An initial study of this approach showed successful renal denervation with both reductions of sympathetic activity and renin release in conjunction with reductions of central sympathetic outflow.7 This study showed substantial reductions of BP without substantial procedure-related complications.
A larger study (Renal Denervation in Patients With Uncontrolled Hypertension [Symplicity 2]) was then performed using this RF catheter ablation procedure in a randomized trial of 106 patients with resistant hypertension despite treatment with an average of 5 antihypertensive medications including a diuretic.8 The patients were evaluated at 6 months. RF ablation significantly decreased the office BP from 178/97 mm Hg to 143/85 mm Hg compared with no decrease in BP in patients who were maintained on baseline antihypertensive therapy. A systolic BP <140 mm Hg was attained significantly more often with RF ablation (19% vs 4%). There was no significant difference between the groups in kidney function. Complications related to RF ablation included one femoral artery pseudoaneurysm.
Long-term data regarding efficacy and safety of this procedure are limited. In a cohort study of 153 patients with resistant hypertension treated with catheter-based RF ablation, medical evaluation was performed in 64 patients at 12 months and 18 patients at 24 months.9 Compared with baseline, BP was reduced by 23/11 mm Hg at 12 months and 32/14 mm Hg at 24 months. The average number of antihypertensive medications used was the same at last follow-up as it was at baseline. Renal artery stenosis was diagnosed and stented in 1 patient 6 months after RF ablation.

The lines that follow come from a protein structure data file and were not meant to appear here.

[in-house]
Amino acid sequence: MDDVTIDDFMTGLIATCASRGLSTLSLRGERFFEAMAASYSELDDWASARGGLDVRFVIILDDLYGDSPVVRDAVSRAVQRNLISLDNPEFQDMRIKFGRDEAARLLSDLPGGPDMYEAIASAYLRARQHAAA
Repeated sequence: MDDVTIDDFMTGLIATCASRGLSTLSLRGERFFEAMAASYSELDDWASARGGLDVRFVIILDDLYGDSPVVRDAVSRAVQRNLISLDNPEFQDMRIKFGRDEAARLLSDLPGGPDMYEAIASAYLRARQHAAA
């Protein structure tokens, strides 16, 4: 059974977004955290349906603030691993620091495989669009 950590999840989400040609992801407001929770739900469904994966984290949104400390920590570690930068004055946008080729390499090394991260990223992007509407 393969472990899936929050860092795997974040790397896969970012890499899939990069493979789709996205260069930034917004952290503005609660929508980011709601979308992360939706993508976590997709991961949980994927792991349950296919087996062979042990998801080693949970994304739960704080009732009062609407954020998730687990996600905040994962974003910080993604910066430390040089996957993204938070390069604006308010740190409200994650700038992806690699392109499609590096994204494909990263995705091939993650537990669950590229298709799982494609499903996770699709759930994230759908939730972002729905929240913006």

Another recent substudy assessed the effects of renal sympathetic denervation by RF ablation on BP reduction and sleep apnea severity in 10 patients with severe hypertension and sleep apnea. Antihypertensives were not changed during the study. Three and 6 months after renal denervation, in-office systolic BP and diastolic BP were decreased by 34/13 mm Hg. Significant decreases were also observed in plasma glucose concentration, glycated hemoglobin levels, and a decrease in apnea-hypopnea index at 6 months after renal denervation.10
This catheter-based approach to renal denervation presents a novel approach to severe resistant hypertension. Renal denervation has the potential to improve BP control most likely via interference with both efferent sympathetic and afferent sensory nerves and potentially through central sympathetic mechanisms. Data thus far show durable BP responses for at least 24 months. What is even more promising is the added potential for improved glucose control and reduction in sleep apnea. Use of this catheter is approved in Europe and a large phase 3 study is to be undertaken in the United States. Hurdles to overcome include assessment of responses with ambulatory BP monitoring, ensuring maximal drug treatment (for example, by ensuring mineralocorticoid antagonist failure) prior to denervation and demonstration of both short- and hopefully long-term beneficial cardiovascular effects.